When to bank profits?

Wednesday, Jan 09 2019 by

By way of background I would describe myself as a long term value investor but I like dividends and if I think a company is going places (eg Fevertree) I will diverge from my normal rules. I reinvest all divis.

I have three winners that I’ve held for three years or so - GVC, PPHE and FEVR. I think they will continue to do well. So my question is do I:

a) tuck them in the bottom drawer and watch them hopefully grow.
b) top slice say 20% annually
c) only sell some or all if I’m drawn to something better

There are a lot of posts on stop losses (I don’t use stop losses) but not so much on developing rules for banking profits.

All thoughts welcome!

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PPHE Hotel Group Limited is a hospitality company. The Company, through its subsidiaries, jointly controlled entities and associates, owns, leases, operates, franchises and develops upscale and lifestyle hotels in gateway cities and regional centers in Europe. The Company's activities are divided into Owned Hotel Operations and Management Activities. The Owned Hotel Operations are divided into three segments: the Netherlands, Germany and Hungary, and the United Kingdom. The Company's portfolio of owned, leased, managed and franchised hotels includes approximately 39 hotels offering over 9000 rooms. The Company's development pipeline includes approximately five new hotels and the extension and reconfiguration of one hotel. The Company's hotels operate under brands, which include Park Plaza Hotels & Resorts, art'otel and Arenaturist in Europe, the Middle East and Africa. It owns and operates hotels, restaurants, bars and spas across various countries in Europe. more »

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GVC Holdings PLC is a United Kingdom-based sports betting and gaming company. The Company offer sports betting, casino, poker and bingo gaming solutions via its technology platform. The Company operates in five operating segments: Online, UK Retail, European Retail, Corporate and Other segment. Its Online segment comprises betting and gaming activities from online and mobile operations. Its sports brands include bwin, Coral, Crystalbet, Eurobet, Ladbrokes and Sportingbet; and gaming brands include CasinoClub, Foxy Bingo, Gala, Gioco Digitale, partypoker and PartyCasino. Its UK Retail segment comprises betting activities in the shop estate in Great Britain, Northern Ireland and Jersey; European Retail segment comprises of all retail activities connected with the Republic of Ireland, Belgium, Italy and Spain shop estates; Other segments: includes activities primarily related to telephone betting, Stadia, Betdaq, on course pitches and Intertrader. more »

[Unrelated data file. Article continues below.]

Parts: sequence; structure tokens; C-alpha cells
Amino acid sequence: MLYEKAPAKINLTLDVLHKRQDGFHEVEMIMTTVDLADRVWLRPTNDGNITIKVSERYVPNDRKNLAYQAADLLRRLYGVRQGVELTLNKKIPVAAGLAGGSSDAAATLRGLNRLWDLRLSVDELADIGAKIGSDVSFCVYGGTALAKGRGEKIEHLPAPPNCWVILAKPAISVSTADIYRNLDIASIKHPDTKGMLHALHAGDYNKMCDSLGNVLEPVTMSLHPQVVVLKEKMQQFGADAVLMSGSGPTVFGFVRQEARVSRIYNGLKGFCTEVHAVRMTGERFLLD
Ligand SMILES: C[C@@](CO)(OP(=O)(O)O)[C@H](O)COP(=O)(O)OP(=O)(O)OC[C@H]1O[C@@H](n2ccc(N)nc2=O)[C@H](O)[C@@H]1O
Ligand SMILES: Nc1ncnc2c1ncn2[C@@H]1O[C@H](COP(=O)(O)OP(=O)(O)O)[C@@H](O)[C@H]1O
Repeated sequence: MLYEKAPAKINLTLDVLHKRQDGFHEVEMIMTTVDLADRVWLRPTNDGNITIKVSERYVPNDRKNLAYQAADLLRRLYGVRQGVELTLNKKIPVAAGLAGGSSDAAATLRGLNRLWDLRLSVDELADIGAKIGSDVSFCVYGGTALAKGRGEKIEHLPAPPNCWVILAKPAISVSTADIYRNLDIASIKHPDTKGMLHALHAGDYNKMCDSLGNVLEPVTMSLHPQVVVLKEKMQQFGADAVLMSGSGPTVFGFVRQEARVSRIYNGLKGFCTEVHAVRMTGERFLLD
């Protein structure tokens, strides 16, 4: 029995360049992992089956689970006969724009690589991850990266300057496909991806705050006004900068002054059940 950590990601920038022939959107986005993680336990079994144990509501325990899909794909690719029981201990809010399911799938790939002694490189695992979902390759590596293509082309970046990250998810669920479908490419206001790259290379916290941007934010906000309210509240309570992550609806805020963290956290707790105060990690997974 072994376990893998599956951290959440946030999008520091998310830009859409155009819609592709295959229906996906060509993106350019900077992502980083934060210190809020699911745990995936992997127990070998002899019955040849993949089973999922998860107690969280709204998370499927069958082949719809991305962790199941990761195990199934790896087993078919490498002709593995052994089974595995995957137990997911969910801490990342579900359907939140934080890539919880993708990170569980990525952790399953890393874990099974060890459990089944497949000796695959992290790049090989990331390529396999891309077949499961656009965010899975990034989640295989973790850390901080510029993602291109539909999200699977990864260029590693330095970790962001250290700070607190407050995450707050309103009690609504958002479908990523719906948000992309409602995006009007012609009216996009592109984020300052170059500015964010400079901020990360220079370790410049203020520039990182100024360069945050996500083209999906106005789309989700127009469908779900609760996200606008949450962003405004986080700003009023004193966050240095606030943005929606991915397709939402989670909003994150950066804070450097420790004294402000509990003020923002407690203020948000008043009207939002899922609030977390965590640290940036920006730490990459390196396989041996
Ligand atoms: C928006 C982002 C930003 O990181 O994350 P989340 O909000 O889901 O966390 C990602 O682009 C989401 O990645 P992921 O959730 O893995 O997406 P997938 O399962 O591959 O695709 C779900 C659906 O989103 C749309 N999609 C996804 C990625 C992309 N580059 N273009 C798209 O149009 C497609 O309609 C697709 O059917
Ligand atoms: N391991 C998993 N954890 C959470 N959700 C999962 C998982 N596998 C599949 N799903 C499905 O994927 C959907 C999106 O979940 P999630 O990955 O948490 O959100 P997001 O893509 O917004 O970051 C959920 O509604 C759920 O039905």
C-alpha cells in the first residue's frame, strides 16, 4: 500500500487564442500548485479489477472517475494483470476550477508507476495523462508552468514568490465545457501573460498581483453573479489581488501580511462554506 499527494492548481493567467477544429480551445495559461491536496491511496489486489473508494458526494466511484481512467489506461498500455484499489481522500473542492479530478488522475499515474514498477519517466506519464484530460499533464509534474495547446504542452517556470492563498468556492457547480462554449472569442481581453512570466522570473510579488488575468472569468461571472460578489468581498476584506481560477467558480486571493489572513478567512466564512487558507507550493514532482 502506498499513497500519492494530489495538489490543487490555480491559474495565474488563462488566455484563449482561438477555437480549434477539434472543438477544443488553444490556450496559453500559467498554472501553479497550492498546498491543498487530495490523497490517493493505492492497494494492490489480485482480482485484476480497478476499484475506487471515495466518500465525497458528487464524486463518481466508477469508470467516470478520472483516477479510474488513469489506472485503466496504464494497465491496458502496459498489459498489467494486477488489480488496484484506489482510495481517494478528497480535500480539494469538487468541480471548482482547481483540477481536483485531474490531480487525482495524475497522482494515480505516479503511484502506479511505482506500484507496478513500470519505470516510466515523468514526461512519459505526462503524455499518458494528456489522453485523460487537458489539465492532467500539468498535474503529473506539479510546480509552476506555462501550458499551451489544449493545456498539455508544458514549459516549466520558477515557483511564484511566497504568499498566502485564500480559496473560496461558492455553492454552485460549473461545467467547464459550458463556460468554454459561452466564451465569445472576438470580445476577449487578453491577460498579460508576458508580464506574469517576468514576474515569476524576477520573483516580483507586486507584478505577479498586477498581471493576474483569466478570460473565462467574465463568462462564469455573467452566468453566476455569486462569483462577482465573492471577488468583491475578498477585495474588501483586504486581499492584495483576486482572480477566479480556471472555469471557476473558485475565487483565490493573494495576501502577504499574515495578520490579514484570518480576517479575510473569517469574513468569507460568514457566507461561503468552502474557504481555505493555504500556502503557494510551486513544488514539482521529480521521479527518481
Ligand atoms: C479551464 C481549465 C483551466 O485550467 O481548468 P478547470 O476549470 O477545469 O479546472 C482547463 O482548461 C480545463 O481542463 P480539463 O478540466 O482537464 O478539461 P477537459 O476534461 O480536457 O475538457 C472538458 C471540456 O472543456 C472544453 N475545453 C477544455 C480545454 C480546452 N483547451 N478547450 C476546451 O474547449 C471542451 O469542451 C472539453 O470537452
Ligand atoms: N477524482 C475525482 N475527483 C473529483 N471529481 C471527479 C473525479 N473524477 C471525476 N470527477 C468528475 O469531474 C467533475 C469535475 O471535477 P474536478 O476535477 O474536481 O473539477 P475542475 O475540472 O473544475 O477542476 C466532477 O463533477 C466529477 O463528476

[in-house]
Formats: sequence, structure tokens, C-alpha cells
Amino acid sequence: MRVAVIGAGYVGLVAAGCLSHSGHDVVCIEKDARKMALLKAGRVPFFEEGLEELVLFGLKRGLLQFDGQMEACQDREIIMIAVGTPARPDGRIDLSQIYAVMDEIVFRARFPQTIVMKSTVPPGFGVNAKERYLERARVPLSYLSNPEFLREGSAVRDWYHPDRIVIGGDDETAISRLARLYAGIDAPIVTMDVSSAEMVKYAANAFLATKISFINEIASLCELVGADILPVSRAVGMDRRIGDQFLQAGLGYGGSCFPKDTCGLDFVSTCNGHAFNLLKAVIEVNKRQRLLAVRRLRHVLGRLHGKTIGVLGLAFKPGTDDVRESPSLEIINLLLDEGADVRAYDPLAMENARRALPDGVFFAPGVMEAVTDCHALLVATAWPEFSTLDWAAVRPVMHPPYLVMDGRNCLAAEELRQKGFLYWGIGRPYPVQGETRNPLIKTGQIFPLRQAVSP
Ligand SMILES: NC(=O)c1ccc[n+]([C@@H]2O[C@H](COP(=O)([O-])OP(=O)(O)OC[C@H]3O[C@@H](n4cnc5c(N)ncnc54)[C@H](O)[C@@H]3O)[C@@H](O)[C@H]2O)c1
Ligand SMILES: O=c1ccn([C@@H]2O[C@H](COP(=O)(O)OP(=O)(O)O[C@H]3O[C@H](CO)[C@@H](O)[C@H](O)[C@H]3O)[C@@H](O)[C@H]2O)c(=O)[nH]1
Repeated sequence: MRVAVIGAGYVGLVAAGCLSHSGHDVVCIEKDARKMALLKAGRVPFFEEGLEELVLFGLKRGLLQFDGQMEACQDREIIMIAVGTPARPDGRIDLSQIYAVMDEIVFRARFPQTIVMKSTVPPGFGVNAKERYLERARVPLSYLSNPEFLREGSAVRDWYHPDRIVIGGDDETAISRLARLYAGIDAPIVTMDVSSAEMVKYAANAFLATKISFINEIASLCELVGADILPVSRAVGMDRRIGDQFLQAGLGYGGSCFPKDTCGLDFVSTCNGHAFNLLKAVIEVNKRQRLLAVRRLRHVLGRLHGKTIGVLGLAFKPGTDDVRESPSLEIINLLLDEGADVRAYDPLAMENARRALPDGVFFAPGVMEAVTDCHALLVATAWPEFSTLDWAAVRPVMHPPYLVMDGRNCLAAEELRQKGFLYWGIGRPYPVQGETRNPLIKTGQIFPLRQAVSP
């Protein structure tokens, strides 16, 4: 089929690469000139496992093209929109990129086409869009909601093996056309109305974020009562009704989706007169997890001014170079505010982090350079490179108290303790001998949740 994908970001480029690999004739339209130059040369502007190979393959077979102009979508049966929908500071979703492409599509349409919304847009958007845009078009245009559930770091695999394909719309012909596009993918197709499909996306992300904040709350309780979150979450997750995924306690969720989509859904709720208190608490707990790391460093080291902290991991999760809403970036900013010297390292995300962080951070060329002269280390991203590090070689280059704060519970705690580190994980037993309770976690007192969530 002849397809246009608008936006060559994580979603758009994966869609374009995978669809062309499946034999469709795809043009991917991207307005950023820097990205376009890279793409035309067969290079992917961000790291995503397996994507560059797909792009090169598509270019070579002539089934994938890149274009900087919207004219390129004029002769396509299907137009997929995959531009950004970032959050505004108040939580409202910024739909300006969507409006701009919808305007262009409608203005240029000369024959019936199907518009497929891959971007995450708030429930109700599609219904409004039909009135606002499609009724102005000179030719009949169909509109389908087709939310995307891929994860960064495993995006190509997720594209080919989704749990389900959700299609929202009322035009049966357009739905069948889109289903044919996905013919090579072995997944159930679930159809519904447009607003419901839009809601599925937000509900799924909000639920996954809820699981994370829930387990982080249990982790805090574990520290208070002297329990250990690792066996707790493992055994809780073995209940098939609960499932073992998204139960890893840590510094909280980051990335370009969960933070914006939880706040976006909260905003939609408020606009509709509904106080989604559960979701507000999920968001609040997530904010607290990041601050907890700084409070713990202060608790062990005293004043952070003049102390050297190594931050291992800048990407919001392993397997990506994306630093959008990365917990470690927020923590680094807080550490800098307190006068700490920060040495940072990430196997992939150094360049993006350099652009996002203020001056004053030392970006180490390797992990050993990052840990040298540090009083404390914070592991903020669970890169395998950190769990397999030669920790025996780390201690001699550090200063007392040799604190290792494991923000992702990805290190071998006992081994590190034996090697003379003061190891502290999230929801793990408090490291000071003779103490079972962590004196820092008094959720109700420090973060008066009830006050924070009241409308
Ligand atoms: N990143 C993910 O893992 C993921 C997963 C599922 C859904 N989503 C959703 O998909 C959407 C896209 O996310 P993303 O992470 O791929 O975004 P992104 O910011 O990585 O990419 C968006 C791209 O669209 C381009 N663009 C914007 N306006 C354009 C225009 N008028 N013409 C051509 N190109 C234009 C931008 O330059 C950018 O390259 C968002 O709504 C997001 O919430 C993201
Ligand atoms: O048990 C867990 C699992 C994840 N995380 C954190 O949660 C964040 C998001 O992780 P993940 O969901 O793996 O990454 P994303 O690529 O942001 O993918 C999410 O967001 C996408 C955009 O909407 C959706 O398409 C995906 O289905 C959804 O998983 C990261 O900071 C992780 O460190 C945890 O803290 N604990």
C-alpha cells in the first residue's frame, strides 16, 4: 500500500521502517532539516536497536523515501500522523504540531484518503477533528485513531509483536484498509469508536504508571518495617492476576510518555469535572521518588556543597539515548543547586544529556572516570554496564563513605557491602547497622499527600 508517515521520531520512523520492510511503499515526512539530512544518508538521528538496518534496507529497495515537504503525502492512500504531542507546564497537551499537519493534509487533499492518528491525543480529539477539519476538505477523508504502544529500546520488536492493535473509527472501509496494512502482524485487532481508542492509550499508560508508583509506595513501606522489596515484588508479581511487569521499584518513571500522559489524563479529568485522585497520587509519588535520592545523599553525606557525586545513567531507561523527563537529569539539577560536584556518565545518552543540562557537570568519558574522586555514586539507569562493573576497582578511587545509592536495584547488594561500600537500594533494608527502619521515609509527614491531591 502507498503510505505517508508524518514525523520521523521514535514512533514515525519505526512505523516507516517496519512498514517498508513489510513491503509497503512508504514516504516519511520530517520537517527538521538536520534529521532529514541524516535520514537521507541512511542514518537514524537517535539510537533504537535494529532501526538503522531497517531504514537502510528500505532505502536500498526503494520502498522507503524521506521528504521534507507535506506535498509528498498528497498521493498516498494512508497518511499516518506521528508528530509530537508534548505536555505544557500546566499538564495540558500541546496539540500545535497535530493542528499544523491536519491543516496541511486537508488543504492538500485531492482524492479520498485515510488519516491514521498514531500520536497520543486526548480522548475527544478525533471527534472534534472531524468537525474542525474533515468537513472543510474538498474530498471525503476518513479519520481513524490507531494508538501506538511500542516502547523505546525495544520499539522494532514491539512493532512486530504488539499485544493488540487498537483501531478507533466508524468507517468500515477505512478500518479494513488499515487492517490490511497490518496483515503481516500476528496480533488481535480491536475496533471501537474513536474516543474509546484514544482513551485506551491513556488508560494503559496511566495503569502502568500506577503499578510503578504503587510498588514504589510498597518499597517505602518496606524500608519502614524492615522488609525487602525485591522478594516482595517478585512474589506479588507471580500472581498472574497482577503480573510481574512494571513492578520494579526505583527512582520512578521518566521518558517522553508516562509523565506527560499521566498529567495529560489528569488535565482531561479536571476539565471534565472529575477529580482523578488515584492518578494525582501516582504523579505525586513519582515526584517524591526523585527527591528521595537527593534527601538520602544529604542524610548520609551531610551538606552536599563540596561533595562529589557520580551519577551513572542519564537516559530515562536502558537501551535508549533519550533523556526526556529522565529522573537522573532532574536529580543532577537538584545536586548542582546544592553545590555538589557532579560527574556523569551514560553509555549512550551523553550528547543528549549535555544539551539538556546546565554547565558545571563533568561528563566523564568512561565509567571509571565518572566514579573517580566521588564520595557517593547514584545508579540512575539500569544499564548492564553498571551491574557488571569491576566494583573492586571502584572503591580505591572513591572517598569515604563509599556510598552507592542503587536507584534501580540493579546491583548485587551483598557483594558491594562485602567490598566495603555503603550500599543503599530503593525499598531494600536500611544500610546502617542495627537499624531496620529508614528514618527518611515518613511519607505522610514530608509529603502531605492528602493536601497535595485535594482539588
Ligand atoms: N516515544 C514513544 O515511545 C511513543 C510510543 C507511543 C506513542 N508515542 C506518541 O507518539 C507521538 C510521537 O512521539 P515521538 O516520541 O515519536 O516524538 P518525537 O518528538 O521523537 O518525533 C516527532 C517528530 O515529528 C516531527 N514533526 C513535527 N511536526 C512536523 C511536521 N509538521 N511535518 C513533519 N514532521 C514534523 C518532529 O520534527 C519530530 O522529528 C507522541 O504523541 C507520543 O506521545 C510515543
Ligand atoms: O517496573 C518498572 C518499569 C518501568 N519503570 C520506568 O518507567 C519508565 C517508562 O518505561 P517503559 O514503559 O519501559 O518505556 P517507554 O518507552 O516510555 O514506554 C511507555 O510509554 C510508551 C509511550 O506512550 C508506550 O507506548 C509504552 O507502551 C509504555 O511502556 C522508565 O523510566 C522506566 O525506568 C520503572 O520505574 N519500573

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Fevertree Drinks plc is a United Kingdom-based holding and investment company. The Company is a developer and supplier of premium mixer drinks. The Company's premium mixers consist of a range of all natural carbonated mixers, including Tonics, Ginger Ale, Ginger Beer, Bitter Lemon and Lemonades. The Company sells a range of products under the Fever-Tree brand, which include Indian Tonic Water, Naturally Light Tonic Water, Elderflower Tonic Water, Mediterranean Tonic Water, Ginger Ale, Ginger Beer, Naturally Light Ginger Beer, Bitter Lemon, Sicilian Lemonade, Lemonade, Spring Soda Water and Premium Cola. The Company caters to hotels, restaurants, bars and cafes, as well as supermarkets. The Company sells its products to a range of markets, such as the United Kingdom, Europe and North America. more »

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15 Posts on this Thread show/hide all

Montyville2 9th Jan 1 of 15

Personally, I try to adopt A, and only consider C if I felt that it was the right time to sell and no other funds were available. I would only sell when you think a company is out of a growth phase. Having said all that the hardest decision is when to sell and most of us have made poor decisions in the past.

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BH1991 9th Jan 2 of 15

Knowing when to sell is a conundrum for most investors & traders. When I first started investing, I didn’t have sell rules or use stop losses, and I learnt the hard way as to the importance of having concrete sell rules as part of my overall investment strategy. In the absence of sell rules, you will make emotional sell decisions and work off 'gut feel' rather than thorough analysis. As a result, your investments will be horribly inconsistent, as it depends on how you felt ‘in the moment’.

After much research, I found successful investors had sell rules which can be categorised into two segments:
• Defensive Sell Rules
• Offensive Sell Rules

Defensive sell rules are used to keep your losses small and work as a protective profit ‘backstop’. In other words, you need a stop loss to prevent small losses snowballing into larger losses and if you’re at a profit, you need a trailing stop loss.

Offensive sell rules are used to ‘sell into strength’. This comes in the form of profit targets. For example, you might sell 25% of your position when you’re at 50% gain, another 25% at 100% gain and so on…